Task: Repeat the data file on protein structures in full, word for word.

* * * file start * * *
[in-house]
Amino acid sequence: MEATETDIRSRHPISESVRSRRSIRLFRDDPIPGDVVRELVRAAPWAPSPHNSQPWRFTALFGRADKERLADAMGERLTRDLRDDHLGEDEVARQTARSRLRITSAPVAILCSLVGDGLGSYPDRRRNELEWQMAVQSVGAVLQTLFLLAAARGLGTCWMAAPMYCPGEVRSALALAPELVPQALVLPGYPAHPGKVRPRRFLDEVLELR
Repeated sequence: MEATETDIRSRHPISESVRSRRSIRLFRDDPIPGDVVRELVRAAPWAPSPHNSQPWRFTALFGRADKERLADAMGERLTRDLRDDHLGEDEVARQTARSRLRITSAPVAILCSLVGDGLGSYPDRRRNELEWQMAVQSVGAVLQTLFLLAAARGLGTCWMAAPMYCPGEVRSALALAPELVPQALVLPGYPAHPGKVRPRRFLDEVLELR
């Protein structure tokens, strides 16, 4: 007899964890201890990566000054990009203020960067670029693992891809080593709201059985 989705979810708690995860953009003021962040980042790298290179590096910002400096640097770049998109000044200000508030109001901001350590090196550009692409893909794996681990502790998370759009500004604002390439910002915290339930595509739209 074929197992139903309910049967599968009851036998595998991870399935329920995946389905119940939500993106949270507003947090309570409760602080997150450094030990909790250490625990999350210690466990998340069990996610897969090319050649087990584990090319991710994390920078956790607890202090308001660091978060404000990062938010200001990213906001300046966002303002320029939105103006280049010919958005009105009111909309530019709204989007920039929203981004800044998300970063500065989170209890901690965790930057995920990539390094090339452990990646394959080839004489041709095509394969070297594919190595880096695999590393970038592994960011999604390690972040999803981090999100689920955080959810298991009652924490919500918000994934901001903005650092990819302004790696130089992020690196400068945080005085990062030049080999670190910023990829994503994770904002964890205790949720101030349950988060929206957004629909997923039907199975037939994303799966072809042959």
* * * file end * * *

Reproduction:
[in-house]
Amino acid sequence: MEATETDIRSRHPISESVRSRRSIRLFRDDPIPGDVVRELVRAAPWAPSPHNSQPWRFTALFGRADKERLADAMGERLTRDLRDDHLGEDEVARQTARSRLRITSAPVAILCSLVGDGLGSYPDRRRNELEWQMAVQSVGAVLQTLFLLAAARGLGTCWMAAPMYCPGEVRSALALAPELVPQALVLPGYPAHPGKVRPRRFLDEVLELR
Repeated sequence: MEATETDIRSRHPISESVRSRRSIRLFRDDPIPGDVVRELVRAAPWAPSPHNSQPWRFTALFGRADKERLADAMGERLTRDLRDDHLGEDEVARQTARSRLRITSAPVAILCSLVGDGLGSYPDRRRNELEWQMAVQSVGAVLQTLFLLAAARGLGTCWMAAPMYCPGEVRSALALAPELVPQALVLPGYPAHPGKVRPRRFLDEVLELR
């Protein structure tokens, strides 16, 4: 007899964890201890990566000054990009203020960067670029693992891809080593709201059985 989705979810708690995860953009003021962040980042790298290179590096910002400096640097770049998109000044200000508030109001901001350590090196550009692409893909794996681990502790998370759009500004604002390439910002915290339930595509739209 074929197992139903309910049967599968009851036998595998991870399935329920995946389905119940939500993106949270507003947090309570409760602080997150450094030990909790250490625990999350210690466990998340069990996610897969090319050649087990584990090319991710994390920078956790607890202090308001660091978060404000990062938010200001990213906001300046966002303002320029939105103006280049010919958005009105009111909309530019709204989007920039929203981004800044998300970063500065989170209890901690965790930057995920990539390094090339452990990646394959080839004489041709095509394969070297594919190595880096695999590393970038592994960011999604390690972040999803981090999100689920955080959810298991009652924490919500918000994934901001903005650092990819302004790696130089992020690196400068945080005085990062030049080999670190910023990829994503994770904002964890205790949720101030349950988060929206957004629909997923039907199975037939994303799966072809042959």